Walking through the parking lot, your office manager sees a USB flash drive labeled “Teacher Cutbacks” on the ground.
Your lead teacher receives an email that appears to be from your IT person requesting a password reset.
Your custodian sees a flyer advertising a free meal for school employees and uses his phone to access the QR code at the bottom.
These real-life scenarios all could lead to your school or network’s data and operations software being held ransom by hackers. This form of cyberattack is known as ransomware, and it represents a growing threat to K-12 schools, including charter schools.
Education technology researcher Doug Levin noted that “the number of charter schools that experienced [cyber] incidents reached an all-time high during 2020 (equating to 11 percent of all incidents experienced during 2020).”
In a ransomware attack, hackers use malicious software to lock out organizations from their data and systems, including email and video conference tools, to extort increasingly large sums of money. Projected losses from ransomware attacks in 2020 are expected to top $20 billion dollars. Schools are a popular target for ransomware attacks because their data is valuable, and their cyber security is often lax.
As schools were struggling to respond to the global health pandemic last year, switching to remote learning and ensuring all kids had access to the online tools they needed, hackers recognized a vulnerability. Ransomware results in the loss of thousands of hours of learning each year–loss compounded as many students fall further behind because of the pandemic.
In December, the FBI and other federal agencies sounded the alarm. “Adopting tactics previously leveraged against business and industry, ransomware actors have … stolen—and threatened to leak–confidential student data to the public unless institutions pay a ransom,” they warned.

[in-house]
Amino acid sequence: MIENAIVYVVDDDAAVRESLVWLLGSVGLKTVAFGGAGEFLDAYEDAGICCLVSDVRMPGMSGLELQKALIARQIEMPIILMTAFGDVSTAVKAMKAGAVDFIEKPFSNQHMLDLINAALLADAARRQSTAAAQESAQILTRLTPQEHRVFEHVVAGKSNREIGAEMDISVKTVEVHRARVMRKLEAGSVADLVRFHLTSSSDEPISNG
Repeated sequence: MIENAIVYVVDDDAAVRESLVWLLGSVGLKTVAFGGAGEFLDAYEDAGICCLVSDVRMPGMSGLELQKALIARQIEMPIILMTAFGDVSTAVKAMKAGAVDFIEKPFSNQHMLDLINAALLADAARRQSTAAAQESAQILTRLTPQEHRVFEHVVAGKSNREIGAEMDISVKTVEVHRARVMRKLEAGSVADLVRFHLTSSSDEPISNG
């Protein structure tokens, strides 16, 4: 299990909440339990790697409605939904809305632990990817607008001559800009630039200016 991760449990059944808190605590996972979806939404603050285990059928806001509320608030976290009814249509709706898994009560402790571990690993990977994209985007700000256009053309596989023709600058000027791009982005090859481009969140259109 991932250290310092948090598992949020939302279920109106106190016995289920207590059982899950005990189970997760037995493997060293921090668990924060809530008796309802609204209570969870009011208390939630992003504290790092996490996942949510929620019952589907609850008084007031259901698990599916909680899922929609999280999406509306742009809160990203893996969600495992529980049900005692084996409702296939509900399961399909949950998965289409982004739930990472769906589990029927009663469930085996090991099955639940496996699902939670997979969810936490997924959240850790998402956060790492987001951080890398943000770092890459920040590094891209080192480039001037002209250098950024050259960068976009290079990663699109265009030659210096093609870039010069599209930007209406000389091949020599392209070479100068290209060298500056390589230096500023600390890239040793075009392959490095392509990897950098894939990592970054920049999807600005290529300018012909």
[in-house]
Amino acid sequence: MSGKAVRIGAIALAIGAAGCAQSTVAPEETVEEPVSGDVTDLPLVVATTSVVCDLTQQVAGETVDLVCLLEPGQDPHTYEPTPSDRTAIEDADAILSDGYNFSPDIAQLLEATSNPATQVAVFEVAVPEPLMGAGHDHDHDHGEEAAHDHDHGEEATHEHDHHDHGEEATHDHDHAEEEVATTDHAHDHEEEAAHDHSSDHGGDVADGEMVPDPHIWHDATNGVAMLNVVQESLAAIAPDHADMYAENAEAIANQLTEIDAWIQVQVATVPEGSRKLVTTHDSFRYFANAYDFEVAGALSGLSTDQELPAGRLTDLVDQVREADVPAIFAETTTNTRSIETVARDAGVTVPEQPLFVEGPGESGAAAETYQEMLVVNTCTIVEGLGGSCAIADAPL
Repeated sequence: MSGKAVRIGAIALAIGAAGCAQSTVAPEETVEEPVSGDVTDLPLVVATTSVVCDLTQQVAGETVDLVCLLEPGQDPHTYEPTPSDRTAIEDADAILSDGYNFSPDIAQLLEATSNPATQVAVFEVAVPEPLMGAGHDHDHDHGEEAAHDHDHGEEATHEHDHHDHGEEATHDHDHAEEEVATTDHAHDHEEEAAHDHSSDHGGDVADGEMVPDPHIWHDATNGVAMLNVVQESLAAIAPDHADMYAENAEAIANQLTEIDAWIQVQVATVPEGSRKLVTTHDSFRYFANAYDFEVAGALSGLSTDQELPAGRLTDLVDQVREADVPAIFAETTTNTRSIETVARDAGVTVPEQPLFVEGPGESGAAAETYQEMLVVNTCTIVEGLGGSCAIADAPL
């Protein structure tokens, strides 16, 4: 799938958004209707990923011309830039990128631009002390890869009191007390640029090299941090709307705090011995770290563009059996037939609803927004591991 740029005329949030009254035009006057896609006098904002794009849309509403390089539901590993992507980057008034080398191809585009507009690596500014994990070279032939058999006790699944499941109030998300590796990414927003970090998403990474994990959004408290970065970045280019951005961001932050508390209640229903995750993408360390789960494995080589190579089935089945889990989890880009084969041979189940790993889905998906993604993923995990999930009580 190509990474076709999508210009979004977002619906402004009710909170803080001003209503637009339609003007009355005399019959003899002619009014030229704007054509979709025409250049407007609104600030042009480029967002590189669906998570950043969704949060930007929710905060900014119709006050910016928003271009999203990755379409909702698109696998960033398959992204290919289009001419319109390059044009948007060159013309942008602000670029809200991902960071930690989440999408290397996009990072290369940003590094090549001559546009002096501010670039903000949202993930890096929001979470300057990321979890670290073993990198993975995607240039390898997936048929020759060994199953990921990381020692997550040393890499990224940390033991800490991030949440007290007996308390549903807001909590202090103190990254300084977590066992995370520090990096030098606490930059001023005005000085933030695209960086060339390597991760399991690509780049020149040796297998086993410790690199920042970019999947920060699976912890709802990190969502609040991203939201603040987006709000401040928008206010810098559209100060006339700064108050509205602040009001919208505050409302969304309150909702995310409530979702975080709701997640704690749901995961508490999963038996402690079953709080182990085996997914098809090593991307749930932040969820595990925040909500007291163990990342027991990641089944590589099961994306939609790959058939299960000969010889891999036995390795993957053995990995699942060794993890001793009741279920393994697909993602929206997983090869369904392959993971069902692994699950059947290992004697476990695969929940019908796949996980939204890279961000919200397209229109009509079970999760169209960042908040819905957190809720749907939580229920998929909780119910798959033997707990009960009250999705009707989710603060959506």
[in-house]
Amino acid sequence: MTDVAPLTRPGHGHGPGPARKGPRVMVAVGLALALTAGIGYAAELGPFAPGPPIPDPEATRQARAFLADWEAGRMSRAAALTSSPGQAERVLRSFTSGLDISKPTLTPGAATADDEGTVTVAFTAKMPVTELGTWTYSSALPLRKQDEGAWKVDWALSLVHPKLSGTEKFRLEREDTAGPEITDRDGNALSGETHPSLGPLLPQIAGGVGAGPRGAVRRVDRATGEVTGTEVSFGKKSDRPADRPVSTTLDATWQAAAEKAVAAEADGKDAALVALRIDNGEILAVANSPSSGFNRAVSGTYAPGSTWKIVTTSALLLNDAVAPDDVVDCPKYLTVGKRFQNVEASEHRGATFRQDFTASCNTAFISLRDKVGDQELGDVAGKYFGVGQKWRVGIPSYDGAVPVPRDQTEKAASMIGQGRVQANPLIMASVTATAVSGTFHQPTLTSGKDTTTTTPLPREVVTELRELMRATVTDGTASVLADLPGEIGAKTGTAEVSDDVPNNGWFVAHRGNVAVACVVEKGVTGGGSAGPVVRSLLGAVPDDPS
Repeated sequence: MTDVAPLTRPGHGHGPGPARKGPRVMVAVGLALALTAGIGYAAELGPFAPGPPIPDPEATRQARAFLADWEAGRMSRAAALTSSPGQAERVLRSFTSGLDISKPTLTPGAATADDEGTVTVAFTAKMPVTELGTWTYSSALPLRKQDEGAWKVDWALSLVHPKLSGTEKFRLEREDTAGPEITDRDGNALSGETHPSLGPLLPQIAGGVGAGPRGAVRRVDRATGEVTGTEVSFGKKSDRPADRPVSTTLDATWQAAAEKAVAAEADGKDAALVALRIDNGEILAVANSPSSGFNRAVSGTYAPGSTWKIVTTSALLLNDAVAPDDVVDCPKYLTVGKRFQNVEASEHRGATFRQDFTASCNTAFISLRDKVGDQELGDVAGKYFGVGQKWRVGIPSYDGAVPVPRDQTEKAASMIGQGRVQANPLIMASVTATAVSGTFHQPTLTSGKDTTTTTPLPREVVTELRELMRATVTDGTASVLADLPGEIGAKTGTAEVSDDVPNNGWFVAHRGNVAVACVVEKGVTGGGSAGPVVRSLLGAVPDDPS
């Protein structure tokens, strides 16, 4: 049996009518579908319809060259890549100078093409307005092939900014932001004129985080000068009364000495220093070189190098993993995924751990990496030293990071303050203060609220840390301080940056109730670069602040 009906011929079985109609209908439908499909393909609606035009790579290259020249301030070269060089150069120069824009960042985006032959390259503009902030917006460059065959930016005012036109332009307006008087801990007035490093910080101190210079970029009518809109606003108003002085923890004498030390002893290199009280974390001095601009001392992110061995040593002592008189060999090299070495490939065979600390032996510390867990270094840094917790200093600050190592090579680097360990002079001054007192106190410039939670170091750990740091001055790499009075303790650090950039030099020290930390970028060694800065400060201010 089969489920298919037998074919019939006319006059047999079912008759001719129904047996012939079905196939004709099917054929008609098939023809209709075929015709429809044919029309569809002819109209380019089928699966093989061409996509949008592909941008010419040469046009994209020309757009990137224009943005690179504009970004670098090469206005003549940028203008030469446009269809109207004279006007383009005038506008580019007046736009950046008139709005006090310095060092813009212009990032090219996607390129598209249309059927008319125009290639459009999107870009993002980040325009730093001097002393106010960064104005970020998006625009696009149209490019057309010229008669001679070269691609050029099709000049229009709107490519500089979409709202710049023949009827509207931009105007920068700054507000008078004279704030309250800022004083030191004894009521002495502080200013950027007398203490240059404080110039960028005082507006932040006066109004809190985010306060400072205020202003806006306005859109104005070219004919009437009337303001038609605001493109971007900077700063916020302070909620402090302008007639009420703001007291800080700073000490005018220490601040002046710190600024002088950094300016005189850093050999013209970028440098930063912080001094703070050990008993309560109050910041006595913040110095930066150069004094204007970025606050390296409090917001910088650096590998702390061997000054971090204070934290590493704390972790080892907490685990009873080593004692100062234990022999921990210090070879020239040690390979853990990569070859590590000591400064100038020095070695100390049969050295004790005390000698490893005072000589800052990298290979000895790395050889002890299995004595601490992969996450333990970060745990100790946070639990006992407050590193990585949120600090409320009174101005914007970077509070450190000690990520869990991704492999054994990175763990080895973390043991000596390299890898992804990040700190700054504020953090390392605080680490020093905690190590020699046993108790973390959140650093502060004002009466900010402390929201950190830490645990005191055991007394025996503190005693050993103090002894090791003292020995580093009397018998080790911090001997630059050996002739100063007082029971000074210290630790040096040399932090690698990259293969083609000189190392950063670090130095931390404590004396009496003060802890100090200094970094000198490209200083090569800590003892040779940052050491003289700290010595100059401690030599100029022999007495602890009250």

At nonprofit CharterSAFE, we have helped our charter school members resolve ransomware demands up to $400,000, and we are seeing trends in the scholastic sector of even higher demands. Then, there’s the additional costs of expert negotiation with the hackers and all the investigative work afterwards on what data was accessed and its sensitivity.
Given the rise of ransomware and other cyber threats to K-12 schools, leaders should take the following steps to protect their school data from black hat hackers.
- Use Multi-Factor Authentication (MFA). You’ve likely used this extra layer of protection before. MFA is an effective way to require additional pieces of evidence to prove your identity. Let’s say that someone figured out the password to access staff emails. Before the hackers could fully log in, MFA would require the hackers to go through an added step and input a real-time code to a system that only staff have access to.
- Duplicate Data. What would happen if you suddenly lost access to your online gradebook, attendance records, parent and guardian contact information, or employee payment records? To avoid that scenario, schools and networks can duplicate their critical data daily and protect that data from criminals by keeping it off the web. An example could be using two different networks, servers, or domains with different credentials and access to segregate the data and store it in two separate places in case something happens.
- Train Your Staff. Would your office manager recognize that thumb drive labeled “Teacher Cutbacks” as an attempt at social engineering, possibly leading to the transfer of malware onto your network’s computers? The State of California offers free staff training in combating social engineering and phishing for all public schools.
- Get Cyber Liability Coverage. How would your school or network handle a six-figure ransomware loss? You can make sure your school has cyber liability coverage. However, as the cost of ransomware attacks rises, coverage of cyber incidents available to schools becomes significantly limited. The insurance market will only provide coverage if there are safety precautions–like those outlined above – in place to reduce the chance and cost of ransomware.
The truth is, as ransomware and cyberattacks become increasingly more aggressive, so too must our protective measures. By taking the steps outlined above, school leaders will immediately make accessing their data much harder for the hacker and will strengthen the safety of their school community’s data for years to come.
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